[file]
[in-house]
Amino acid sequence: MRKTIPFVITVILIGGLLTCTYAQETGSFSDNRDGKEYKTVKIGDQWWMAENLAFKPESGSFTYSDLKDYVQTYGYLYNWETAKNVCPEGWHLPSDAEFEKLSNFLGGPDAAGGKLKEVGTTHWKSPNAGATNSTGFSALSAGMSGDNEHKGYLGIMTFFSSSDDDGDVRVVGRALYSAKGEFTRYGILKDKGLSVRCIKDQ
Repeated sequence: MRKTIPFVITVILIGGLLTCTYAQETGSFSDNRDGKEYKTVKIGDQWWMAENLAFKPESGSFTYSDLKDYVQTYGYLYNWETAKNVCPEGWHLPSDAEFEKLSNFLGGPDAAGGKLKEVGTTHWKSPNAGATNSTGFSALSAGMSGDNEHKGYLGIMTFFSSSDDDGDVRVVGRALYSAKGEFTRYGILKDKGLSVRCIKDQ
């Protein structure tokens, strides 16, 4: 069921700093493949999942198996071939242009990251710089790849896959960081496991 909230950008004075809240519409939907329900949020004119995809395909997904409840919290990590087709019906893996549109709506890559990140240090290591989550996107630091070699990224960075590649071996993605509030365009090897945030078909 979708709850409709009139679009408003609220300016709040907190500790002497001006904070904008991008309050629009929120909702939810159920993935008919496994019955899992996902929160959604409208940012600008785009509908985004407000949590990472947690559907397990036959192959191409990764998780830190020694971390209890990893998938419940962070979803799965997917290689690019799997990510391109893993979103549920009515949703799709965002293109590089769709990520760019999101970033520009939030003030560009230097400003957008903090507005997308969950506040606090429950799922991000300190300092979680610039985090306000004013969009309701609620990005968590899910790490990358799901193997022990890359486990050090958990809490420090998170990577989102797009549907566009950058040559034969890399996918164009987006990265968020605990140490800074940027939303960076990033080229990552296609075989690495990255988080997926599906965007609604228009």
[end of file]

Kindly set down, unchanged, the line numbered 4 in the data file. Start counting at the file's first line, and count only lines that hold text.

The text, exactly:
């Protein structure tokens, strides 16, 4: 069921700093493949999942198996071939242009990251710089790849896959960081496991 909230950008004075809240519409939907329900949020004119995809395909997904409840919290990590087709019906893996549109709506890559990140240090290591989550996107630091070699990224960075590649071996993605509030365009090897945030078909 979708709850409709009139679009408003609220300016709040907190500790002497001006904070904008991008309050629009929120909702939810159920993935008919496994019955899992996902929160959604409208940012600008785009509908985004407000949590990472947690559907397990036959192959191409990764998780830190020694971390209890990893998938419940962070979803799965997917290689690019799997990510391109893993979103549920009515949703799709965002293109590089769709990520760019999101970033520009939030003030560009230097400003957008903090507005997308969950506040606090429950799922991000300190300092979680610039985090306000004013969009309701609620990005968590899910790490990358799901193997022990890359486990050090958990809490420090998170990577989102797009549907566009950058040559034969890399996918164009987006990265968020605990140490800074940027939303960076990033080229990552296609075989690495990255988080997926599906965007609604228009």